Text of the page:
If not for a track meet in Haughton in 1970, one of the top wide receivers in the history of college football and the NFL might not have gotten a chance.
Roger Carr was not highly-recruited coming out of rural Cotton Valley in the late 1960s. In fact, Carr wasn't really even known about.
After playing football -- he played guard and served as the team's punter -- as a sophomore in Enid, Oklahoma, Carr moved to Louisiana to live with his grandparents in the summer of 1968.
"It was a good thing," Carr remembers about moving to Cotton Valley where he grandfather had been transferred to work for Sun Oil. "My grandparents were wonderful Christian people. I was their only grandchild.
"One summer, I got on a Trailways bus and went to visit them. My mom bought me a couple of pairs of Levis and I went to visit them and never went back."
However, due to LHSAA transfer rules, Carr was rule ineligible to play any sports his first year in Cotton Valley. The negative news had a domino effect on him.
"I was lost," said Carr, who will be inducted into the Louisiana Tech Athletic Hall of Fame Oct. 20. "I quit studying and then my grades dropped. I wasn't eligible to play sports my senior year until mid-term. I had to drive to Bossier City High School to take summer classes just so I could graduate with my senior class on time."
During his senior year in high school, Carr played the last five games of the year for the Cotton Valley basketball team after earning his eligibility academically. One day during the spring, Carr talked coach Butler Miears into taking him to the district track meet in Haughton.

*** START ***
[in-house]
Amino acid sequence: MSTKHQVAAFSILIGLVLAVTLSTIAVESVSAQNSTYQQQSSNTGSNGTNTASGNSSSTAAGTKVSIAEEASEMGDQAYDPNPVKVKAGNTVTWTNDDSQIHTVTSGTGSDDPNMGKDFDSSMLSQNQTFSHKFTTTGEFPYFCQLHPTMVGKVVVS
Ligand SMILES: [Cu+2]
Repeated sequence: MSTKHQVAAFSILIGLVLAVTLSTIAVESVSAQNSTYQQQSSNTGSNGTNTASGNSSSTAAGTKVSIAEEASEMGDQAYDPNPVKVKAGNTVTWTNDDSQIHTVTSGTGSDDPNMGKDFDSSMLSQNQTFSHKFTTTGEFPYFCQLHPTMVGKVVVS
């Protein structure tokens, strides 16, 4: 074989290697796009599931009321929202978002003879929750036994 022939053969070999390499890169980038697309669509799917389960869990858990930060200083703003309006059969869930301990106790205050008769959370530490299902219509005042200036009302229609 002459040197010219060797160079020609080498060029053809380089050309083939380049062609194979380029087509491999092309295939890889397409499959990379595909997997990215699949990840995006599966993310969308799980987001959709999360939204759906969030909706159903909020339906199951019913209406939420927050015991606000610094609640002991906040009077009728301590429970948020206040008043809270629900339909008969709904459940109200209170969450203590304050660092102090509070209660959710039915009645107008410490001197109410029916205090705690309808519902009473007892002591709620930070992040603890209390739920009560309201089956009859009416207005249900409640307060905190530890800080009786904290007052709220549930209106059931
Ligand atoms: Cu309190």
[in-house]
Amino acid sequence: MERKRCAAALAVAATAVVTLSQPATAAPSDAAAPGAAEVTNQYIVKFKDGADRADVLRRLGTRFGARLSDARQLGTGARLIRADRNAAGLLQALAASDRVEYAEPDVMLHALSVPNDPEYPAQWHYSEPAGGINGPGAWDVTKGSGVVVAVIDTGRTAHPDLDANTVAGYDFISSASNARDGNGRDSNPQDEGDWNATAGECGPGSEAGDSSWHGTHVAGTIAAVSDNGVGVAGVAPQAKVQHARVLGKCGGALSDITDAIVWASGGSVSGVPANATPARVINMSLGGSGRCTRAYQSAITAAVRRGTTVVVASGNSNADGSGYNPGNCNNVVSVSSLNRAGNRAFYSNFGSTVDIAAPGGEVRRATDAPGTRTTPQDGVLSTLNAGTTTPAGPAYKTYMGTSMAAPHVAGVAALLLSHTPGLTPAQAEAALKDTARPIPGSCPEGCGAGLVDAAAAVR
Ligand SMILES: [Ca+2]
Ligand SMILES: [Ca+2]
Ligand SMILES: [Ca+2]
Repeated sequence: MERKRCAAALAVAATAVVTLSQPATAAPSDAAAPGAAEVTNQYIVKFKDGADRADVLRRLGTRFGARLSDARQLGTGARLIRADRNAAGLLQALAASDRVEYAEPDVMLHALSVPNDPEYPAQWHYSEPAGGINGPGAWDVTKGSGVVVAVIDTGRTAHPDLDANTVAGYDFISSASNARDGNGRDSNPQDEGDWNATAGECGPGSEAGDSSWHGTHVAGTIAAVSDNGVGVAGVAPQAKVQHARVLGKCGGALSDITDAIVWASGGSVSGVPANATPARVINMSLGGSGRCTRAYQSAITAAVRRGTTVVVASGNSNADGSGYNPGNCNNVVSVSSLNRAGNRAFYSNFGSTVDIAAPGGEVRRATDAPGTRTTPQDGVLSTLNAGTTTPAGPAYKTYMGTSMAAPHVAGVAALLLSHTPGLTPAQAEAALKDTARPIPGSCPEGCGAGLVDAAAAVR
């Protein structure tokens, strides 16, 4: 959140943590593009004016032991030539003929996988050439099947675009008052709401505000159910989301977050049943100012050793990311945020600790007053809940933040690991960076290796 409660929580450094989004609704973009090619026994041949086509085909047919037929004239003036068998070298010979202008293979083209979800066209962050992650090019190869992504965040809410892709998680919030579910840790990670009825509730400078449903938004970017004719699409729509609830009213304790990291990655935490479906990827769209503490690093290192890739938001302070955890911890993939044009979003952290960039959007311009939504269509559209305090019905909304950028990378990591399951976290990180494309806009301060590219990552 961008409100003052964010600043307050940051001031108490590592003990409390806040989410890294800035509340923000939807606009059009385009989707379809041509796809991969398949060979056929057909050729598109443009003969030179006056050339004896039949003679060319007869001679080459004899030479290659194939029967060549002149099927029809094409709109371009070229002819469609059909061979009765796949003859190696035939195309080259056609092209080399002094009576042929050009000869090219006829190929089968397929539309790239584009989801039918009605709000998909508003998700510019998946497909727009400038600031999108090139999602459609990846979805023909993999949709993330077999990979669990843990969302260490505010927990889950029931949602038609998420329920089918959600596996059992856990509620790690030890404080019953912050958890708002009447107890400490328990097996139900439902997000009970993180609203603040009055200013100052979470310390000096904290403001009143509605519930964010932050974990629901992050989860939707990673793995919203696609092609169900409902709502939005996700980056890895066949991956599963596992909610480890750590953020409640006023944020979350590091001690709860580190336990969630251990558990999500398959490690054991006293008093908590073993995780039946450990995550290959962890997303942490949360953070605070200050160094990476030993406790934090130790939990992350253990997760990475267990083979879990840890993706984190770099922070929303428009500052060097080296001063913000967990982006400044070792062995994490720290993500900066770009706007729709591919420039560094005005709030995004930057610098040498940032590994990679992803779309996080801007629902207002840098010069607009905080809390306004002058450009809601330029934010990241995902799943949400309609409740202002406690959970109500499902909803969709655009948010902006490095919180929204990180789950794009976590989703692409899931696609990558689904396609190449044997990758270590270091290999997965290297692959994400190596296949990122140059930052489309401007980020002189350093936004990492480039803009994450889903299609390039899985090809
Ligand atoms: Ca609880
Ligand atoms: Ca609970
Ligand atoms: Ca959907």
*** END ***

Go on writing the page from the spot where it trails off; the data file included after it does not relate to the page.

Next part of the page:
Whether it was God's intervention or pure luck, it was a life-changing decision for Carr. Tech track coach Jim Mize discovered Carr at the meet and began the recruiting process, for a track scholarship.
"Jim Mize was instrumental in me coming to Tech," Carr remembers. "He saw me at that track meet. I won the long jump and went to the state meet."
Mize remembers it well.
"His high school coach told me I should take a look at Roger," Mize said. "He told me, `I've got a guy up here who can jump out of the park and he is a great punter.' I caught the meet and he jumped right at 23-feet, 11-inches. He really outclassed the other high school chaps."
So Mize ventured to Cotton Valley in pursuit of what he thought would be his next great track star at Louisiana Tech.
"Coach Mize had been watching me," Carr said. "My grades were better. He picked me and my grandparents up and brought us to Tech and offered me a track scholarship."
Carr headed to Ruston. Mize had told head football coach Maxie Lambright about Carr's punting abilities and so a tryout was given.
"Coach Butler said come out to football field and I want you to see this kid punt," Mize said. "He kicked it and was netting 50 yards. I immediately perked up and told Coach Lambright about the kid over at Cotton Valley that can punt it out of the park. He gave him a tryout and Roger kicked well."
Carr's God-given ability was evident to the Tech coaches, ability that surpassed just punting.
"We noticed him out there warming up," said former Tech assistant coach Mickey Slaughter. "He looked like a wide receiver. He was catching everything. All of a sudden he became a very important part of our football team. In his time he was really something."